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Save Ferris has my vote. Classic movie and the just has a nice ring to it. It's like a rally cry. Another new option - Frankie Say Relax. Seems fitting for a lot of the HR stuff you may have to deal with from time to time. Another option - Our Time. A reference to Fast Times and Mr. Hand.
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Great post, Kris. Reminds me of the scene from "Moneyball" when the scouts are in the conference room talking about the players' girlfriends. A's Scout: "I like Perez." A's Scout: "He's got an ugly girlfriend. Ugly girlfriend means no confidence."
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Great post, Kris. "Ballers ball" - love it. Will be my new mantra. it reminds me of "coffee is for closers". Thanks to the smartphone, we can always be "on" and there's no good excuse for not seeing THE email. I cannot count the number of fires that I've put out "after hours" over email/text. We can nip it in the bud tonight or let it blow up in the morning. The choice is ours.
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Oh the tangled web we weave... You're spot on with your line of questioning. What a mess.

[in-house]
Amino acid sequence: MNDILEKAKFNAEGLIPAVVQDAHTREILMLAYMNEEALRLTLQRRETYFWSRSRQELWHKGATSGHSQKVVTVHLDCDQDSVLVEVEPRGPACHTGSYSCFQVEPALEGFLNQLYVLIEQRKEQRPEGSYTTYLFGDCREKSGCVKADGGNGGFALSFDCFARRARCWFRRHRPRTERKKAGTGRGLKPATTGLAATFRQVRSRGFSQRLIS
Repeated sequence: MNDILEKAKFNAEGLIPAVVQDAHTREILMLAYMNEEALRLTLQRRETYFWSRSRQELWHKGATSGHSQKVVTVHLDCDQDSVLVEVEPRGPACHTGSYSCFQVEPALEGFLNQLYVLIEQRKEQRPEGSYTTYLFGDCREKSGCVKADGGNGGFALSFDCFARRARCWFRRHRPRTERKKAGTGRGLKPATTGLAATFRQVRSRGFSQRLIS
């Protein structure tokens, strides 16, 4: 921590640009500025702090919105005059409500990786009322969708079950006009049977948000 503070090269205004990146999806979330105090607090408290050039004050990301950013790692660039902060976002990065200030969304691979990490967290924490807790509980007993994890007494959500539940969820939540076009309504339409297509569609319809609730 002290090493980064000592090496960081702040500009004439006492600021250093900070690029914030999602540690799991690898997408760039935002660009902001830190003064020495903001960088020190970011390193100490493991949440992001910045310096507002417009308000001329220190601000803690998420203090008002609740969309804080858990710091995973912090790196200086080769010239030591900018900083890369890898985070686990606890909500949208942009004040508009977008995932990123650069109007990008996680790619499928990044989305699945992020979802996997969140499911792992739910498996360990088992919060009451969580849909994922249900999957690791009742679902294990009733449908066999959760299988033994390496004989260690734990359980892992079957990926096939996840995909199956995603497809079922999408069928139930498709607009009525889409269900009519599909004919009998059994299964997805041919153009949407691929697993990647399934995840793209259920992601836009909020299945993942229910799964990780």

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Conceptually, I like the idea of ROWE. In practice, I think there are too many unique characteristics about most of our organizations that make it nearly impossible to effectively implement it. Real or perceived, I think most organizations have too many "hurdles" to overcome to bring it to life. Now earning the right to a ROWE? That is an interesting concept, but to your point Kris, you'd have to have a solid grip on employee performance and the stomach to deal with the whining that is sure to happen when employees have not earned the right to ROWE. Another interesting thought is rotational ROWE. Consider the 9/80 work schedule. Employee works nine days and gets one day off. What if you rotated a ROWE? A quarter on, quarter off, quarter on, quarter off...across the entire employee population. I can poke holes in this arrangement as well...just a thought.